Monday, November 29, 2010

A different kind of Advent

This weekend while I was home for Thanksgiving break, I went to Mass at home to kick off the Advent season (read: go to Confession). What I found was that there was a whole lot more changing instead of just the addition of purple banners.

For one thing, the church was almost completely full.

Now, let me explain...I've been going to church there off and on (mostly off until my reversion) for 14 years. I've never seen it full except on Christmas Eve. Ever.

The choir was double the size (I heard from an older gentleman who often chats with me that it's even bigger on Sundays), some of the songs were different and -- miracle! -- people actually sang.

I found myself asking somewhere around the offertory if I was in the right church. Boy, was I impressed.

I've had a lot of uncertainty and mixed feelings surrounding the merger of many parishes in my local Diocese of Camden (you can read more about it at Abide With Us), but I left on Saturday night thinking that it might not be so bad at all. In fact, the effects have been pretty astounding. And this is only just the beginning; we still need to name the new parish and fully combine finances. All that caused this swarming of the pews was the elimination of simultaneous Masses at both churches.

Now, all we need to do is wait to see how the priest situation turns out. I will definitely be praying for good things.

This may very well be the start of something good!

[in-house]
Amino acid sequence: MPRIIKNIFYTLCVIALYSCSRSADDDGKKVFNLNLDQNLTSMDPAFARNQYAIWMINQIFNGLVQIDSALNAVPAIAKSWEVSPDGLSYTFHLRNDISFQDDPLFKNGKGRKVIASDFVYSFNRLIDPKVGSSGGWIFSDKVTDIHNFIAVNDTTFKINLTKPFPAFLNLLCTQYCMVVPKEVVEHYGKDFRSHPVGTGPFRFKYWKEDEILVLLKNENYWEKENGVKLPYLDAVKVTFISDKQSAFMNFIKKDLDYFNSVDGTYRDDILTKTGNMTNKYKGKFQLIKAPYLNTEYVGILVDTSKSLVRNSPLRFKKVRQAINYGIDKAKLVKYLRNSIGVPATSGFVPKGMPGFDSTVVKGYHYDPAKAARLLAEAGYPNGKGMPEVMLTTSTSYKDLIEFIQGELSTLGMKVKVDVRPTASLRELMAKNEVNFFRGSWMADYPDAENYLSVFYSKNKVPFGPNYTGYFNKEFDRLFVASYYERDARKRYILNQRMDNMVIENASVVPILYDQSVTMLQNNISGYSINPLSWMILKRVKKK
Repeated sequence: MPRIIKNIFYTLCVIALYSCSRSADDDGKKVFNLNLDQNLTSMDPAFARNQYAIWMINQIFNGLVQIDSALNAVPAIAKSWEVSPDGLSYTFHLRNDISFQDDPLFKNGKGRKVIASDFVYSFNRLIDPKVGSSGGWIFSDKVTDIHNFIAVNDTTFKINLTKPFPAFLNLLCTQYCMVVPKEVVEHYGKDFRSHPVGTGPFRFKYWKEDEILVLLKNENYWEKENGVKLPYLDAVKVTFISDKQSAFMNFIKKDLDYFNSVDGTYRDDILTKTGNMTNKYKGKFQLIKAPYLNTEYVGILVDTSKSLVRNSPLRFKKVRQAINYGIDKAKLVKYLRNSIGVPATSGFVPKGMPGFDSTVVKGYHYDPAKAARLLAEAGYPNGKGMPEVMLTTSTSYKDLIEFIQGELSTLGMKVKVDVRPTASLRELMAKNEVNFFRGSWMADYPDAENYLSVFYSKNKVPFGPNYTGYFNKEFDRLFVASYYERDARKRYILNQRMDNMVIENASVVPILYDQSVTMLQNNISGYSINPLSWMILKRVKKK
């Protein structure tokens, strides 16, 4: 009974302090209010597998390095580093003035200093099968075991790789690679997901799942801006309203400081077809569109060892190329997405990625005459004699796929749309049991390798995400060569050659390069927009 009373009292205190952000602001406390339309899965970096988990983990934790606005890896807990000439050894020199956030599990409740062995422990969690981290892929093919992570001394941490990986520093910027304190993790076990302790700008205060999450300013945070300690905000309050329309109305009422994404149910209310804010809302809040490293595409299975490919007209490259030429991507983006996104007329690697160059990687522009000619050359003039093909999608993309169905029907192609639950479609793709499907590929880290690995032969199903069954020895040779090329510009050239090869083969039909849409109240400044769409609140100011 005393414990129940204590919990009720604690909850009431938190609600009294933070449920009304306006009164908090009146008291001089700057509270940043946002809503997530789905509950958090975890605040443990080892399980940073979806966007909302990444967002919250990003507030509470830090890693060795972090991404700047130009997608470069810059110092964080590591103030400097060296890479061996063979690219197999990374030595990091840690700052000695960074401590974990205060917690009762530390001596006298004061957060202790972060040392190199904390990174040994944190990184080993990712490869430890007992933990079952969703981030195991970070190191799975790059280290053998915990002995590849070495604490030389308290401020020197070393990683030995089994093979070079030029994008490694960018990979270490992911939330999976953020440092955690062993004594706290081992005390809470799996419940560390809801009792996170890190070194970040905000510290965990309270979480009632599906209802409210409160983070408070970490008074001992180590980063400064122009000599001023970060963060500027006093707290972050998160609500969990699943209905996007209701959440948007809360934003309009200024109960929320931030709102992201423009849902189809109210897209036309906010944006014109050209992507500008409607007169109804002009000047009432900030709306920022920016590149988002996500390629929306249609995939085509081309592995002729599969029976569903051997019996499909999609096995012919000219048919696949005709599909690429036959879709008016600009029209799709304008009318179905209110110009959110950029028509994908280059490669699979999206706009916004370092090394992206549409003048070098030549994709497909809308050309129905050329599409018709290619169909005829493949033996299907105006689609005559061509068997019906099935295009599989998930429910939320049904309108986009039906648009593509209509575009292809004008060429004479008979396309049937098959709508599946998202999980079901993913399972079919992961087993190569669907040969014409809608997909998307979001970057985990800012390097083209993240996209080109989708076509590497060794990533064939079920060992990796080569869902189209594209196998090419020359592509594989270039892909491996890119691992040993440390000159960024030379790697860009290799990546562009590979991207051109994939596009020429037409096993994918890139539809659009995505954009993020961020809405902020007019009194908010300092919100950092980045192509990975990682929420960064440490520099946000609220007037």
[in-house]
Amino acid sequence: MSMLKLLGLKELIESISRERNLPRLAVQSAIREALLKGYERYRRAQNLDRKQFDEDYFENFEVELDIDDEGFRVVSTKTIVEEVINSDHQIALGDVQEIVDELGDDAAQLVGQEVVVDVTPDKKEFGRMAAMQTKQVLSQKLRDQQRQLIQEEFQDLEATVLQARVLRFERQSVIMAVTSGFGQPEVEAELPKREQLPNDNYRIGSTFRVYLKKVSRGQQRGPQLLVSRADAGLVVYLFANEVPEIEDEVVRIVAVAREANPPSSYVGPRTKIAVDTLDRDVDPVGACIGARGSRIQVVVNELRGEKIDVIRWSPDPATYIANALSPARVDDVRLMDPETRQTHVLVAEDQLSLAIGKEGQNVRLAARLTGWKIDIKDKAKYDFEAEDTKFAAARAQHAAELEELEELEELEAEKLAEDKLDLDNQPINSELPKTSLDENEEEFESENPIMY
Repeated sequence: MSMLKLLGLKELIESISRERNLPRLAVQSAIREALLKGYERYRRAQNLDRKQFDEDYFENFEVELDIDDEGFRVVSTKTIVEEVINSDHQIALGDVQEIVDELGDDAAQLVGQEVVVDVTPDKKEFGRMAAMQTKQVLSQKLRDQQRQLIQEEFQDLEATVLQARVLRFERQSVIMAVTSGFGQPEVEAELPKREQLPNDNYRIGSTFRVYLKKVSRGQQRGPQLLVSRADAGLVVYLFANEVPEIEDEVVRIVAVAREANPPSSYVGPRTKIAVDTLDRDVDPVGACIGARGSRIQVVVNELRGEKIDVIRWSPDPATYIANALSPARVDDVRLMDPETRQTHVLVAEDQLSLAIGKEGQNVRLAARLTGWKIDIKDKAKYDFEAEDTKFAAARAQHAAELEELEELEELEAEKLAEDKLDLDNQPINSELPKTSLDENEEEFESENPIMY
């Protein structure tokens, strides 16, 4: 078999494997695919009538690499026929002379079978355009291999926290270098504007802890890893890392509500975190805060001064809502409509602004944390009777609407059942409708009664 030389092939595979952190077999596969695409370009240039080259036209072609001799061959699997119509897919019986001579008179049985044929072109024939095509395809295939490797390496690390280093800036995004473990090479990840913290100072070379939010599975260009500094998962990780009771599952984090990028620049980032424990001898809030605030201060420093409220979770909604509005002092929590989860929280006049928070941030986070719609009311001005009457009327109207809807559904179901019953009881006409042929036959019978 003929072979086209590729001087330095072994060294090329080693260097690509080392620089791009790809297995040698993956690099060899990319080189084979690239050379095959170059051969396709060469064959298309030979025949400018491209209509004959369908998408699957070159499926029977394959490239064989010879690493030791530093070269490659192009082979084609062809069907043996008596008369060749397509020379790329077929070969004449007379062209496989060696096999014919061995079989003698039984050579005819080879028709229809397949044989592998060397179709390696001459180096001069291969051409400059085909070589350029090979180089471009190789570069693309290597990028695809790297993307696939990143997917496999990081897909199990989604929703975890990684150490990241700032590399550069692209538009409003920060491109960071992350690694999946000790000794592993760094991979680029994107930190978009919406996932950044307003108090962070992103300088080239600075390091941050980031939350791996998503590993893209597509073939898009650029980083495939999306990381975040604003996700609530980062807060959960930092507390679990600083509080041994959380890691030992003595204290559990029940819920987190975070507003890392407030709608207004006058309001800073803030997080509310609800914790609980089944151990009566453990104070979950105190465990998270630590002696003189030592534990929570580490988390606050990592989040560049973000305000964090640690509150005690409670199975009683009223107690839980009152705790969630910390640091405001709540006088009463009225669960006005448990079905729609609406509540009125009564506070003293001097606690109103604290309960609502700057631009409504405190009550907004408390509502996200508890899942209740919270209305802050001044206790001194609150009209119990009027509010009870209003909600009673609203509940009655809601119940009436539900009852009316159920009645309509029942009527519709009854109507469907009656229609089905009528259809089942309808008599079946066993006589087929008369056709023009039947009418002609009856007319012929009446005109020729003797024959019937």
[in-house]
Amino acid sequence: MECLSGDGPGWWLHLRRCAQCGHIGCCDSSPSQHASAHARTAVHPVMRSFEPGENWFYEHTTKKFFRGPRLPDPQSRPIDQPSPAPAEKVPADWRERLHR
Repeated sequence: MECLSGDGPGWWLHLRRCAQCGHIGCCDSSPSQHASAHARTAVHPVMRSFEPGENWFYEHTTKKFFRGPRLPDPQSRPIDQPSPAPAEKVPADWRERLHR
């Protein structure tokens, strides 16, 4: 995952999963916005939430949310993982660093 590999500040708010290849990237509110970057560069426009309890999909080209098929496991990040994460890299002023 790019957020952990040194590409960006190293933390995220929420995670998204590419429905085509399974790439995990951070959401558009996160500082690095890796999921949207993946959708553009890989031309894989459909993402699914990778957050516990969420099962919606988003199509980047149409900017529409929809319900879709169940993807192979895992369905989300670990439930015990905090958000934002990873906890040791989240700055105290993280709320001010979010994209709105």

Wednesday, November 24, 2010

Baby Bowen and Gratitude

One of my favorite Christian bands is Sanctus Real, a rock group headed by singer Matt Hammitt. He's famous for capturing hearts with his emotional lyrics paired with powerful melodies. Go on and listen to "Lead Me" on their website to get an idea of what I mean.

Earlier this fall, Hammitt found a new source of inspiration: the birth of his third child and first son, Bowen. He's had so many bumps and triumphs in his first months of life, and tonight his story graces ABC World News during an episode of gratitude.

This resonated with me, as someone who followed baby Bowen's progress on the radio, through Matt's Twitter, and Bowen's Heart, a website the family built chronicling his struggle for anxious supporters. I had a rough start, too -- born 3 months premature, I was under 2 lbs and spent 81 days in the hospital.

We all have a lot to be grateful for this week. I hope all of you have a happy and blessed Thanksgiving!

Here's the segment from ABC. Grab your tissues.

Friday, November 19, 2010

You have got to be kidding me.

Journalists see hairy things. We deal with extremists, idiots, tragedy and hatred on a regular basis. I can remember a friend of mine walking out of the newsroom in tears on the second day of her internship following an interview with a man who lost his son in an ATV wreck.

In features, things are admittedly swayed in the optimist's direction -- we focus on those things that make people feel good and showcase the power of the human spirit.

Through all of it, we uphold with a near-religious zeal the freedom of expression, no matter what. When we face an opinion opposed to ours, we have to hold fast to those values and bite our tongues, even when it hurts.

Sometimes, though, I have to draw the line. I have to separate myself from what I've been trained to do and rail a little. My boss always used to tell us that above all, we're still humans with real emotions and it's okay to let them out.